(Note: This is the second part of a two-part review. The first, which focuses on the Ouya’s emulation abilities and hardware, can be found here.)
It’s a little easier to form an opinion on the library of games available 20 or so days from the Ouya’s launch. In short, it’s not nearly what I expected. Actually, that isn’t quite fair since I’m not sure exactly what I expected. At any rate I’m sure what we have isn’t it.
My biggest problem? As shallow as it sounds, the visuals. With a few exceptions – Shadowgun probably chief among those – pretty much every title we tried suffered from a severe case of but syndrome: “This is a good game, but man those graphics are awful” is an apt description for most every decent game we played. As I said in the last review, you’d have to be on some pretty strong meds to expect anything resembling a console experience for a mid-range tablet in a box. That doesn’t mean we have to suffer with sub-NES levels of visual quality, however… where a lot of Android games are guilty of looking like tweaked-up flash titles, the Ouya’s stinkers can be downright horrendous.
Fortunately, there are a lot of games to turn to if the one you’re trying offends your delicate artistic sensibilities (or makes your eyes bleed). A broad sample of fighers, shooters, sports titles and RPGs, among others, make for a satisfyingly deep launch catalog. The venerable You Don’t Know Jack franchise even makes an appearance. If you have ADD or, like me, tend to stop playing a demo the second something comes remotely close to making you angry, it’s a wonderful thing indeed.
Though my incessant whining about pricing and freemium game models has made me AndroidShock’s resident tightwad, I’d be remiss not to whine about how much most titles for the Ouya cost as well. I don’t mind paying $10 or $15 for, like, a downloadable game on a major console. The problem is that many of the Ouya’s games feel just like mobile titles. In some cases they feel even less complex than that. Not every game comes with a ridiculous pricetag, mind you, but I found myself downloading a demo, checking the price after playing for a bit, and audibly scoffing more than a few times.
Outside of those three points, there’s not much of a unifying theme between the Ouya Store’s offerings to complain about or praise. The following list of mini-reviews reflects a few titles whose qualities (good or bad) make them stand out against other available launch titles.
You Don’t Know Jack
We brought it up first, so let’s talk about it first. If you’re a fan of the series, you’ll be pleased to hear it’s an excellent Jack experience, with 20 hilarious episodes featuring Cookie Masterson and company for a mere $9.99. If you’re not… wait a second. You dislike You Don’t Know Jack? Weirdo. It’s one of the best values on the Ouya to date and probably my favorite game available for it besides.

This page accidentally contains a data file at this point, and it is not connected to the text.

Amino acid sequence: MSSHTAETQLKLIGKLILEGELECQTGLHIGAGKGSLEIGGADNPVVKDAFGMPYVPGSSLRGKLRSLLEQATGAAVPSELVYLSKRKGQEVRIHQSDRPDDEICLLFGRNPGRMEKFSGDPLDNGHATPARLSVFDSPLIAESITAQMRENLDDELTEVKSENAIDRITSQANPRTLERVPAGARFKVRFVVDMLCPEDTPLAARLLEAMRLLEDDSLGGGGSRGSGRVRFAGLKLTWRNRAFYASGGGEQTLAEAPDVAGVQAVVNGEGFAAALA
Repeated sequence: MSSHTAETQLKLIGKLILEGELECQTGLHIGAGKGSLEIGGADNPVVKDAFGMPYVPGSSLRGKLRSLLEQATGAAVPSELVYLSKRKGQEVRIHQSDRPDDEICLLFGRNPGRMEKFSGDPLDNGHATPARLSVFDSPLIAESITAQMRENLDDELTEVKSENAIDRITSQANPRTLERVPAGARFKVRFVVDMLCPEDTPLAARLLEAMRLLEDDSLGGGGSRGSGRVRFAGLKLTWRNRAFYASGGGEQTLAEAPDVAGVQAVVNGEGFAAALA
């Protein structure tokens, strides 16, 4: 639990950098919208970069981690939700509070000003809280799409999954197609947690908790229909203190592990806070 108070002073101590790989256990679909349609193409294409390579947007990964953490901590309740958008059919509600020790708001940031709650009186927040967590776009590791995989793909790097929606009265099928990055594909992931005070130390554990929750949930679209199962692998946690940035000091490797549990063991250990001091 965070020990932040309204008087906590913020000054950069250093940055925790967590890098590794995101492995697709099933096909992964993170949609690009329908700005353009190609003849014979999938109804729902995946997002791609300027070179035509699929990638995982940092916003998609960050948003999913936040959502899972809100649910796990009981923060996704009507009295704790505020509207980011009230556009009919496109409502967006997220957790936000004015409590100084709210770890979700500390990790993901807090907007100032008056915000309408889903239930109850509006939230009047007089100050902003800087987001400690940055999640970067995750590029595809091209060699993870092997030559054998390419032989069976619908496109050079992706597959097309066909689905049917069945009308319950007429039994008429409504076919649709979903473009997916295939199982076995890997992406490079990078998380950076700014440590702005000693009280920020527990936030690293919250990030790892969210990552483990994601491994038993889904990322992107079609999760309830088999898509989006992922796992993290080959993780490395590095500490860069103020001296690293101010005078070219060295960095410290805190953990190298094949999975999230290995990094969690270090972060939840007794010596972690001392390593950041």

You may remember our not-so-enthused review of Ravensword: Shadowlands, in which we dogged on the framerate and semi-wonky controls. On the Ouya, things look and feel much more natural, with solid OEM controller support and far fewer instances of stuttering/slowdown. It’s an unabashed Elder Scrolls clone, sure, but it does its job well enough to more than justify its $7 price tag, especially considering the cost of some of its competitors.
I keep saying terms like “killer app” thrown around in online discussions about TowerFall. I personally don’t get it. I wish I would have known I wouldn’t get it before I dropped $15 to buy it, too, because my disappointment probably colors my opinion of the whole game. It’s a decent multiplayer title that gets fun the more players you add, but $15? Really? Either the people lauding it with praise have lower expectations than I do or I (along with all the people I had playing it with me) am missing something. At five bucks, it’s a good deal. At ten, it’s okay. Past that, I’d have passed.
I spent most of my time with this game trying to figure out what the hell it was I was supposed to do. This was due in part to the gameplay and in much larger part to the visuals, which resembled games I played on computers and came installed on floppy disks. It’s a downside of lax restrictions for developers, I suppose – the folks making the decisions must have opted for quality over quantity. I can’t help but think they should have raised the bar at least a little higher. An abundance of games resembling this one backs me up on that, I think.
Jump To Win!
Okay, seriously. Again, I understand the importance of giving newer and lesser-known developers access to the marketplace, but this looks like something out of a Max Headroom video. If I wanted to watch low-poly models with floaty animation perform banal tasks in a (very) loose semblance of what the average gamer would consider “gameplay,” I’d have gone for the genre champ, Superman 64. This one’s so bad, and so bad on so many levels, it’s kind of an embarrassment.
There are a lot more games on the Ouya market, and I certainly can’t admit to having played them all. That said, the current dearth of compelling games make me think it may be worth waiting a few months before plopping $100 down on the system. I can’t say it’s a bad launch library, especially considering the sheer number of games available — I can, and will, say it’s an underwhelming one. If you don’t mind buying a system for the potential it offers, you might get a kick out of the Ouya. If not, wait it out. You’ll thank us later.